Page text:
Be Clear on Goals:
By setting diversity targets, companies can require diverse slates for hiring and promotions by putting a clear and consistent evaluation criteria for interview processes. Setting goals for hiring women into entry level and first-level management roles puts an emphasis on giving women the opportunity to gain the applicable experience and industry knowledge necessary to advance in leadership roles. Also, putting an emphasis on future potential rather than prior work experience helps level the playing field and gives women the opportunity to pursue roles that had otherwise been male dominated.
Challenging Unconscious Bias:
Allowing unbiased hiring practices and promotions training for interviewers and those stepping into management help stop disrespectful behavior, favoritism, or microaggressions against women. Recognizing when there is gender bias helps employees know when it's time to stand up and speak out to support their colleagues.
Focus on Communities:
Putting strategies in place to target underrepresented groups where talent acquisition can source candidates from adds more diversity to the slate. Also, creating communities internally for women employees to foster connections with each other help build the foundation for women to support one another as they face gender biased challenges in the workplace and celebrate each others' accomplishments in their career pursuits.
Address COVID-19 Challenges:
Addressing the fact that women have been leaving the workforce or downshifting their roles to help with the work-life balance. Companies need to address and support mothers, senior-level women, and all employees facing burnout get through this crisis or else they face the risk of losing future women leadership. Adjusting flexible work policies or downtime would help attract and retain women talent.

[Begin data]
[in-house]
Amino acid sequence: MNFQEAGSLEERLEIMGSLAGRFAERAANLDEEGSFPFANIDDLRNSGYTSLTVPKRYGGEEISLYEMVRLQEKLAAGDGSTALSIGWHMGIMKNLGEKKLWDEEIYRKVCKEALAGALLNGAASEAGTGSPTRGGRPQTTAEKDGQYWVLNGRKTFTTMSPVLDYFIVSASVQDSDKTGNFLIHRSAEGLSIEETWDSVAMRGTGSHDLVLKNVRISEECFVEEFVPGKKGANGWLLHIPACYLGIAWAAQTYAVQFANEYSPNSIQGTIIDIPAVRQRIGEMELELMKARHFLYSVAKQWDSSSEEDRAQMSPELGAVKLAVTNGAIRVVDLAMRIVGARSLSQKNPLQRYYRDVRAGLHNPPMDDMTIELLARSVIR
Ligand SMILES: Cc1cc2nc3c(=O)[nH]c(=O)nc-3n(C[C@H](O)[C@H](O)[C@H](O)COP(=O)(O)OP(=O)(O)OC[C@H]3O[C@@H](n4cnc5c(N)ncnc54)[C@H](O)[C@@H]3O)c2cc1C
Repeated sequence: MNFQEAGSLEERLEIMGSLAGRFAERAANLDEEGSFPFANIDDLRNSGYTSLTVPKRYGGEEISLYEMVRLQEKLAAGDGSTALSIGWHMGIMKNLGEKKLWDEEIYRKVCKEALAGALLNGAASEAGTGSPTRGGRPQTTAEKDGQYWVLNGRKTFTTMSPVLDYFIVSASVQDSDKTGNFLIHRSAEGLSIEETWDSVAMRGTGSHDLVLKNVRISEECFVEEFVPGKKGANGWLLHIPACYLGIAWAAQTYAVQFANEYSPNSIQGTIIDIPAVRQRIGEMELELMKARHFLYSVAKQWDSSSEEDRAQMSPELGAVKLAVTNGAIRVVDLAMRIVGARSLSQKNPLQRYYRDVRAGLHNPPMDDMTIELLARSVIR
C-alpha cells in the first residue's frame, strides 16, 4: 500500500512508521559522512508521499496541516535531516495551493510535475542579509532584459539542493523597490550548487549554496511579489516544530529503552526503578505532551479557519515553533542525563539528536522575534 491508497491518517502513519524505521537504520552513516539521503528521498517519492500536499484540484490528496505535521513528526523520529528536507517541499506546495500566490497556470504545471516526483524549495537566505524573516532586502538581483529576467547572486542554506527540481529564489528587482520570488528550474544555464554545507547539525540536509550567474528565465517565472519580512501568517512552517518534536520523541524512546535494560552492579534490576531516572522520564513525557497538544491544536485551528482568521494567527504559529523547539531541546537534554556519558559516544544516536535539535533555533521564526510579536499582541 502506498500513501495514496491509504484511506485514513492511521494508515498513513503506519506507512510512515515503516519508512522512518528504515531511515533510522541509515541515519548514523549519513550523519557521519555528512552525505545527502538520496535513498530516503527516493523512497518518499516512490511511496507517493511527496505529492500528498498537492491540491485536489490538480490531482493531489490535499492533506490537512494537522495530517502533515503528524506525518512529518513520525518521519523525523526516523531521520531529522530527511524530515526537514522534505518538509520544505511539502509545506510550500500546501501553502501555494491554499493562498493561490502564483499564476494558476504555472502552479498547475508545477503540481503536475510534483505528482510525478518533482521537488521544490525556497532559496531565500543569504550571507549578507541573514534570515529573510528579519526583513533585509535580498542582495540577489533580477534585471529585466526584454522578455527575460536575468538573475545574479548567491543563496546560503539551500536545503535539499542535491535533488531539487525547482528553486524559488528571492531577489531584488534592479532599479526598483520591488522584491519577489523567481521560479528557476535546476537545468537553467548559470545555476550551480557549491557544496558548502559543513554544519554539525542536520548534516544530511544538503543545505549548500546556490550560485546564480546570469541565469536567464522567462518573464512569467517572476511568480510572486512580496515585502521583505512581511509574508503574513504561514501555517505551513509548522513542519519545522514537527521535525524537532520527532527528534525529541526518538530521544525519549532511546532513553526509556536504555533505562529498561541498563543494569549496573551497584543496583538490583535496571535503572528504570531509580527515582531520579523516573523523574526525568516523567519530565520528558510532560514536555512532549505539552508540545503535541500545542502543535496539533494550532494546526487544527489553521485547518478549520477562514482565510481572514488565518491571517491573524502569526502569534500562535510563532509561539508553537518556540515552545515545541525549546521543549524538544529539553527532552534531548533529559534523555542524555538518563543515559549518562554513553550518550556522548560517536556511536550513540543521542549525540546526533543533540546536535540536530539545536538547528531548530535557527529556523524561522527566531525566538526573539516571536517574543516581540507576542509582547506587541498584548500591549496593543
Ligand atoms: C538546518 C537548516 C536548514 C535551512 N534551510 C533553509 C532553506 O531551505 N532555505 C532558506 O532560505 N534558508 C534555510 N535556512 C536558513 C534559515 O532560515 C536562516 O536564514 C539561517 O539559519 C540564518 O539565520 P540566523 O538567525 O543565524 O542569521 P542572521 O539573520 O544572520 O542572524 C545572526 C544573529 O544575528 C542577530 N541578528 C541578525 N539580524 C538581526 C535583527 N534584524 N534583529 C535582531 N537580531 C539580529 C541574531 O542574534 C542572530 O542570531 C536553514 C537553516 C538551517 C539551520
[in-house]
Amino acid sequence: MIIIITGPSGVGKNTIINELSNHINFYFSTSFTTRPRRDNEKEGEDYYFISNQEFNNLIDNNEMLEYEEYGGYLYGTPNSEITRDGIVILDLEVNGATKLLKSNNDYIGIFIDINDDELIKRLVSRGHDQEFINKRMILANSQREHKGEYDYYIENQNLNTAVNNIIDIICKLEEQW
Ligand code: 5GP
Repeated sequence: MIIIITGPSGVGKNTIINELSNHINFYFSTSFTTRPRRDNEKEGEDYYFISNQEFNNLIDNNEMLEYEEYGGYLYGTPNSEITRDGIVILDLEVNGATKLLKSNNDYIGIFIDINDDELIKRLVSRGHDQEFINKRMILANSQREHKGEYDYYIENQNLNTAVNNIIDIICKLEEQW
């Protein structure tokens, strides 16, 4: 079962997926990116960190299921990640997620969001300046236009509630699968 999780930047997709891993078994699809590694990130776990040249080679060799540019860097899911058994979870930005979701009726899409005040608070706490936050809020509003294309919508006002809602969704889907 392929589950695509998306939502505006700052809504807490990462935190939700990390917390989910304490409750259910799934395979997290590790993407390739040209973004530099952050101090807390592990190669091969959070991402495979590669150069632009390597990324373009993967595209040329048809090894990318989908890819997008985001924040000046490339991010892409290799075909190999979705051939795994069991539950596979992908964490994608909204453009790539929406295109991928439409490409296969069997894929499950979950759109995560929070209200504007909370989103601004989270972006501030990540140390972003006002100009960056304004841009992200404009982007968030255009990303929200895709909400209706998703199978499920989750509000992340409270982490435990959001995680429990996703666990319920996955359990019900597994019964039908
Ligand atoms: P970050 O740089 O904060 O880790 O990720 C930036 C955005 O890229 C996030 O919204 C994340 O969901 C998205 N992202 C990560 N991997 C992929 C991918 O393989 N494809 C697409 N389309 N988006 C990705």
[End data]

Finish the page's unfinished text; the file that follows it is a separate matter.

As a female leader, what advice would you give to other aspiring leaders in overcoming potential gender biases and achieving career success?
I would advise other aspiring leaders to keep lifting others while you climb to shatter those glass ceilings. As you rise to leadership positions, make sure to spend time to help elevate the women around you. This can be done by using your respected position to give credit where credit is due, make your team and others feel valued and respected for differences, and speak up when you witness gender biases/discrimination. Communicating your struggles and challenges you overcame will help pave the way for future leaders too.
About Isabel Ceniza
Isabel is a Principal Consultant at Selby Jennings. She partners with financial institutions such as Proprietary Trading firms, Hedge Funds, Investment Banks, FinTech Startups, Crypto Exchanges, Solutions providers and other tech-driven businesses to attract and retain senior level technology talent on their behalf nationwide. She specializes in the placement of software developers, quant developers and data engineers.